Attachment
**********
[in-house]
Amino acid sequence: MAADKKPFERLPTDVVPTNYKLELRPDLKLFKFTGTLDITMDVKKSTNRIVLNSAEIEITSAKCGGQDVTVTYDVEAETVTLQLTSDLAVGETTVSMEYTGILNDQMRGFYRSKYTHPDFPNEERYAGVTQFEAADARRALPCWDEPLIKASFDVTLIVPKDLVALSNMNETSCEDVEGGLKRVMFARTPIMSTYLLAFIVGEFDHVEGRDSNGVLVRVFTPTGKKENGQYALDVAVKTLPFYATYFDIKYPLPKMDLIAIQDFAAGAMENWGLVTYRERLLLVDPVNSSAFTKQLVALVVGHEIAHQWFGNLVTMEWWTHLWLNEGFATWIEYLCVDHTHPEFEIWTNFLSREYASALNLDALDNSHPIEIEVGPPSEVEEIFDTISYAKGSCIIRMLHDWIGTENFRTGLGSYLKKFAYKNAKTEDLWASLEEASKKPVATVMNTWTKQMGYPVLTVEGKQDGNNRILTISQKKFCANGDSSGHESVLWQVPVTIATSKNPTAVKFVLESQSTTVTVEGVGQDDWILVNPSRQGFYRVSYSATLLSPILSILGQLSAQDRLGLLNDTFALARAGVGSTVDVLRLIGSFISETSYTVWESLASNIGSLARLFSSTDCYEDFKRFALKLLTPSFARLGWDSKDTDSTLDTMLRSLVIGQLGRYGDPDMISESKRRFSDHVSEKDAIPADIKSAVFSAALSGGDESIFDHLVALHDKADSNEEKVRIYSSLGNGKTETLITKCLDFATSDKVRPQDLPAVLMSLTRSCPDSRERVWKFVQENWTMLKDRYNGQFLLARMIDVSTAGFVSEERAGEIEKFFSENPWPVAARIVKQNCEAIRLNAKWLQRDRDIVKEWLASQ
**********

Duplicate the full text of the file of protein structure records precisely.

[in-house]
Amino acid sequence: MAADKKPFERLPTDVVPTNYKLELRPDLKLFKFTGTLDITMDVKKSTNRIVLNSAEIEITSAKCGGQDVTVTYDVEAETVTLQLTSDLAVGETTVSMEYTGILNDQMRGFYRSKYTHPDFPNEERYAGVTQFEAADARRALPCWDEPLIKASFDVTLIVPKDLVALSNMNETSCEDVEGGLKRVMFARTPIMSTYLLAFIVGEFDHVEGRDSNGVLVRVFTPTGKKENGQYALDVAVKTLPFYATYFDIKYPLPKMDLIAIQDFAAGAMENWGLVTYRERLLLVDPVNSSAFTKQLVALVVGHEIAHQWFGNLVTMEWWTHLWLNEGFATWIEYLCVDHTHPEFEIWTNFLSREYASALNLDALDNSHPIEIEVGPPSEVEEIFDTISYAKGSCIIRMLHDWIGTENFRTGLGSYLKKFAYKNAKTEDLWASLEEASKKPVATVMNTWTKQMGYPVLTVEGKQDGNNRILTISQKKFCANGDSSGHESVLWQVPVTIATSKNPTAVKFVLESQSTTVTVEGVGQDDWILVNPSRQGFYRVSYSATLLSPILSILGQLSAQDRLGLLNDTFALARAGVGSTVDVLRLIGSFISETSYTVWESLASNIGSLARLFSSTDCYEDFKRFALKLLTPSFARLGWDSKDTDSTLDTMLRSLVIGQLGRYGDPDMISESKRRFSDHVSEKDAIPADIKSAVFSAALSGGDESIFDHLVALHDKADSNEEKVRIYSSLGNGKTETLITKCLDFATSDKVRPQDLPAVLMSLTRSCPDSRERVWKFVQENWTMLKDRYNGQFLLARMIDVSTAGFVSEERAGEIEKFFSENPWPVAARIVKQNCEAIRLNAKWLQRDRDIVKEWLASQ